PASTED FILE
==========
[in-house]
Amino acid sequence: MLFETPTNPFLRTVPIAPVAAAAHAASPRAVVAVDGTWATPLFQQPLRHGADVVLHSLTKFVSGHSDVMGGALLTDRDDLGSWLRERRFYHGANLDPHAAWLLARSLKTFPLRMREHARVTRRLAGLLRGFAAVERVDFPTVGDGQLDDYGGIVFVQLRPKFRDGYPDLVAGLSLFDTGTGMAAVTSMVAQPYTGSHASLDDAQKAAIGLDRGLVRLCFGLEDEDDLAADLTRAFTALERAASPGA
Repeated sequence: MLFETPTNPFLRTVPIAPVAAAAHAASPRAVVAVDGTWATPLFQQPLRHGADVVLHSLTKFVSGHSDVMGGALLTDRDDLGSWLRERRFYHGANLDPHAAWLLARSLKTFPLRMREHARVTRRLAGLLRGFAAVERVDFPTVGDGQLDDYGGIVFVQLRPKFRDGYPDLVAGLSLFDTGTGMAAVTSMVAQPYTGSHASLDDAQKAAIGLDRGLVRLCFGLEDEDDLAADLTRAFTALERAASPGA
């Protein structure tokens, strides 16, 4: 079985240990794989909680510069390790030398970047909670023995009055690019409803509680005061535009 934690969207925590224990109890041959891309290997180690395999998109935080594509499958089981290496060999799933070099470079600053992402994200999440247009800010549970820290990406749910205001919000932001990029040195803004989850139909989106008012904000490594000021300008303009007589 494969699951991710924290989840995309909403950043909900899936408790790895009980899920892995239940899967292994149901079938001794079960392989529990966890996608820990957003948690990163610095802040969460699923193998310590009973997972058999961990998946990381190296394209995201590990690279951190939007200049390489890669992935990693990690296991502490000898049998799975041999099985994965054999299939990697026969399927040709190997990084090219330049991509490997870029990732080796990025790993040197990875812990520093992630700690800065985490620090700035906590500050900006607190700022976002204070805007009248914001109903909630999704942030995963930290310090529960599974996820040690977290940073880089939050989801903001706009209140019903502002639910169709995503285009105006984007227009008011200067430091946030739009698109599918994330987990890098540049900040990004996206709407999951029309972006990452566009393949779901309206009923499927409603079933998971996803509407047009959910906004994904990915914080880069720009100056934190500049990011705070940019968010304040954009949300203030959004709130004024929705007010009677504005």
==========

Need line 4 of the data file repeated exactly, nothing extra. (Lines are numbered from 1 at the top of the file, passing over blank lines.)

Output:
């Protein structure tokens, strides 16, 4: 079985240990794989909680510069390790030398970047909670023995009055690019409803509680005061535009 934690969207925590224990109890041959891309290997180690395999998109935080594509499958089981290496060999799933070099470079600053992402994200999440247009800010549970820290990406749910205001919000932001990029040195803004989850139909989106008012904000490594000021300008303009007589 494969699951991710924290989840995309909403950043909900899936408790790895009980899920892995239940899967292994149901079938001794079960392989529990966890996608820990957003948690990163610095802040969460699923193998310590009973997972058999961990998946990381190296394209995201590990690279951190939007200049390489890669992935990693990690296991502490000898049998799975041999099985994965054999299939990697026969399927040709190997990084090219330049991509490997870029990732080796990025790993040197990875812990520093992630700690800065985490620090700035906590500050900006607190700022976002204070805007009248914001109903909630999704942030995963930290310090529960599974996820040690977290940073880089939050989801903001706009209140019903502002639910169709995503285009105006984007227009008011200067430091946030739009698109599918994330987990890098540049900040990004996206709407999951029309972006990452566009393949779901309206009923499927409603079933998971996803509407047009959910906004994904990915914080880069720009100056934190500049990011705070940019968010304040954009949300203030959004709130004024929705007010009677504005």